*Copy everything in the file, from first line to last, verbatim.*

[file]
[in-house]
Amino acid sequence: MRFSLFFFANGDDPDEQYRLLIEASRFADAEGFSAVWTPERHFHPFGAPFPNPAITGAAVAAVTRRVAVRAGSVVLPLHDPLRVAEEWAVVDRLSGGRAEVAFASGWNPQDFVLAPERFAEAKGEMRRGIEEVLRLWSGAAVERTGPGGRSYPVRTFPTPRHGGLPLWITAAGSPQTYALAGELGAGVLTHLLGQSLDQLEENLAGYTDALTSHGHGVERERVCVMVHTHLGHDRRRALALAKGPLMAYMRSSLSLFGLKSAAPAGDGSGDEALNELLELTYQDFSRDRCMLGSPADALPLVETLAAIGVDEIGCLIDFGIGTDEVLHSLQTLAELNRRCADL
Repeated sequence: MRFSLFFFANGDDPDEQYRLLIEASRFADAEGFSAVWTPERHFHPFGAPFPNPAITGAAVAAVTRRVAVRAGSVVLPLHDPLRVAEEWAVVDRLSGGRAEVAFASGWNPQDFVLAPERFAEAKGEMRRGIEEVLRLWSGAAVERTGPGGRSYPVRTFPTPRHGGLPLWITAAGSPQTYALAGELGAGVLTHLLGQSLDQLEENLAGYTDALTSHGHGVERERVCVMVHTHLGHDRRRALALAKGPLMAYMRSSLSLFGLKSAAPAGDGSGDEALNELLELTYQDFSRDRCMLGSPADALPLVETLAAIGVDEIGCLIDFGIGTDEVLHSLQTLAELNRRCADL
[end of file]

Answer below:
[in-house]
Amino acid sequence: MRFSLFFFANGDDPDEQYRLLIEASRFADAEGFSAVWTPERHFHPFGAPFPNPAITGAAVAAVTRRVAVRAGSVVLPLHDPLRVAEEWAVVDRLSGGRAEVAFASGWNPQDFVLAPERFAEAKGEMRRGIEEVLRLWSGAAVERTGPGGRSYPVRTFPTPRHGGLPLWITAAGSPQTYALAGELGAGVLTHLLGQSLDQLEENLAGYTDALTSHGHGVERERVCVMVHTHLGHDRRRALALAKGPLMAYMRSSLSLFGLKSAAPAGDGSGDEALNELLELTYQDFSRDRCMLGSPADALPLVETLAAIGVDEIGCLIDFGIGTDEVLHSLQTLAELNRRCADL
Repeated sequence: MRFSLFFFANGDDPDEQYRLLIEASRFADAEGFSAVWTPERHFHPFGAPFPNPAITGAAVAAVTRRVAVRAGSVVLPLHDPLRVAEEWAVVDRLSGGRAEVAFASGWNPQDFVLAPERFAEAKGEMRRGIEEVLRLWSGAAVERTGPGGRSYPVRTFPTPRHGGLPLWITAAGSPQTYALAGELGAGVLTHLLGQSLDQLEENLAGYTDALTSHGHGVERERVCVMVHTHLGHDRRRALALAKGPLMAYMRSSLSLFGLKSAAPAGDGSGDEALNELLELTYQDFSRDRCMLGSPADALPLVETLAAIGVDEIGCLIDFGIGTDEVLHSLQTLAELNRRCADL